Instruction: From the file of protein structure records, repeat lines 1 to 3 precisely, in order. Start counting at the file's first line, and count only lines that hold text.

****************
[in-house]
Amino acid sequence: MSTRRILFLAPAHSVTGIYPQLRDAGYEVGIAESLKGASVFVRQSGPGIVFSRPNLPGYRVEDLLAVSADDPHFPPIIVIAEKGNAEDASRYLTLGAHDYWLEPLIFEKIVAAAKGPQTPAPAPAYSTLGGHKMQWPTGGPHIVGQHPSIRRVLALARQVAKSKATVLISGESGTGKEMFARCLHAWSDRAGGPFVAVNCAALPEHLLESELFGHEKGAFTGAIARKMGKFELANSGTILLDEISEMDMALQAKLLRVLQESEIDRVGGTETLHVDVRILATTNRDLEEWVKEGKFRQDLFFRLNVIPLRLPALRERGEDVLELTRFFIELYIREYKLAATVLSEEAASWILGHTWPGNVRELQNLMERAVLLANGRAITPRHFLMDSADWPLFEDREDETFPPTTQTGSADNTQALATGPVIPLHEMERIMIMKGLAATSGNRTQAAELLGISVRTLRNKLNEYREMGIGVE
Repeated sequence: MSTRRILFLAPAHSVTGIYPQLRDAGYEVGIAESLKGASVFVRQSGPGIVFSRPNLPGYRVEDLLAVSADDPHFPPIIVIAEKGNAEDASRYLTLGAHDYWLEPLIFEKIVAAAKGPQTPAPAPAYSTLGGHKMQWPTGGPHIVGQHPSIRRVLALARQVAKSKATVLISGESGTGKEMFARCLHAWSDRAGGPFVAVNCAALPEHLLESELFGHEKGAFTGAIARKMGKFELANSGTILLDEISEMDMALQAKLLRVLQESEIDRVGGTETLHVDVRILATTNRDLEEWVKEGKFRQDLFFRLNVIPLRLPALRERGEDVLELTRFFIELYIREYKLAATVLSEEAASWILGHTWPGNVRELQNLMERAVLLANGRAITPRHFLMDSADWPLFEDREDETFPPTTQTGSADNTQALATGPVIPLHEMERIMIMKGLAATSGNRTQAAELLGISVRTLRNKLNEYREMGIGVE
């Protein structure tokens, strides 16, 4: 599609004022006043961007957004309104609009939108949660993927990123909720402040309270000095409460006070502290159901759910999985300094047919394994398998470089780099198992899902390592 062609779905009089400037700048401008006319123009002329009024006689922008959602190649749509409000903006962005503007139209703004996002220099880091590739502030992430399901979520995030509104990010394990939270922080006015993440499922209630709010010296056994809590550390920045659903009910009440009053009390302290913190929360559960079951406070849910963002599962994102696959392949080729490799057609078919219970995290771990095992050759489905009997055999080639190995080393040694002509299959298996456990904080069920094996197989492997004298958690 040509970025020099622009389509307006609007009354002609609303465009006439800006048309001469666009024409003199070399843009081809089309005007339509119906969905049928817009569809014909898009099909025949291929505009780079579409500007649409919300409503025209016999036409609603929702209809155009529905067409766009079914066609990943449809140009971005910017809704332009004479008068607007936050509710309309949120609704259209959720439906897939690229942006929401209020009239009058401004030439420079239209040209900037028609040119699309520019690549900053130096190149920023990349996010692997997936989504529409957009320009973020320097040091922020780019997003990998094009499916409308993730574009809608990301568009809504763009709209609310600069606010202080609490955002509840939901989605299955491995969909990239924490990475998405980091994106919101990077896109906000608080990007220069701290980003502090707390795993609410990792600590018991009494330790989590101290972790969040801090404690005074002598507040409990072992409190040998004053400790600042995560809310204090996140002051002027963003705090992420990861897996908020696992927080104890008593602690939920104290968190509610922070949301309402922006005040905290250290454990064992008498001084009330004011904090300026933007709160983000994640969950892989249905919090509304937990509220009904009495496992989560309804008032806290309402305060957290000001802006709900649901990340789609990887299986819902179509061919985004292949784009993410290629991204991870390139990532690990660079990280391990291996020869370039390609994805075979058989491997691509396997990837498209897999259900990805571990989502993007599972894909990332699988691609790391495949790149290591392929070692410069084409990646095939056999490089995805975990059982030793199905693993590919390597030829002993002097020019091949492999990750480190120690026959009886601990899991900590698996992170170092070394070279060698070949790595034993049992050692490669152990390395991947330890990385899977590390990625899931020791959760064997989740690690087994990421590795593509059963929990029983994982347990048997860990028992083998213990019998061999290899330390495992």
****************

[in-house]
Amino acid sequence: MSTRRILFLAPAHSVTGIYPQLRDAGYEVGIAESLKGASVFVRQSGPGIVFSRPNLPGYRVEDLLAVSADDPHFPPIIVIAEKGNAEDASRYLTLGAHDYWLEPLIFEKIVAAAKGPQTPAPAPAYSTLGGHKMQWPTGGPHIVGQHPSIRRVLALARQVAKSKATVLISGESGTGKEMFARCLHAWSDRAGGPFVAVNCAALPEHLLESELFGHEKGAFTGAIARKMGKFELANSGTILLDEISEMDMALQAKLLRVLQESEIDRVGGTETLHVDVRILATTNRDLEEWVKEGKFRQDLFFRLNVIPLRLPALRERGEDVLELTRFFIELYIREYKLAATVLSEEAASWILGHTWPGNVRELQNLMERAVLLANGRAITPRHFLMDSADWPLFEDREDETFPPTTQTGSADNTQALATGPVIPLHEMERIMIMKGLAATSGNRTQAAELLGISVRTLRNKLNEYREMGIGVE
Repeated sequence: MSTRRILFLAPAHSVTGIYPQLRDAGYEVGIAESLKGASVFVRQSGPGIVFSRPNLPGYRVEDLLAVSADDPHFPPIIVIAEKGNAEDASRYLTLGAHDYWLEPLIFEKIVAAAKGPQTPAPAPAYSTLGGHKMQWPTGGPHIVGQHPSIRRVLALARQVAKSKATVLISGESGTGKEMFARCLHAWSDRAGGPFVAVNCAALPEHLLESELFGHEKGAFTGAIARKMGKFELANSGTILLDEISEMDMALQAKLLRVLQESEIDRVGGTETLHVDVRILATTNRDLEEWVKEGKFRQDLFFRLNVIPLRLPALRERGEDVLELTRFFIELYIREYKLAATVLSEEAASWILGHTWPGNVRELQNLMERAVLLANGRAITPRHFLMDSADWPLFEDREDETFPPTTQTGSADNTQALATGPVIPLHEMERIMIMKGLAATSGNRTQAAELLGISVRTLRNKLNEYREMGIGVE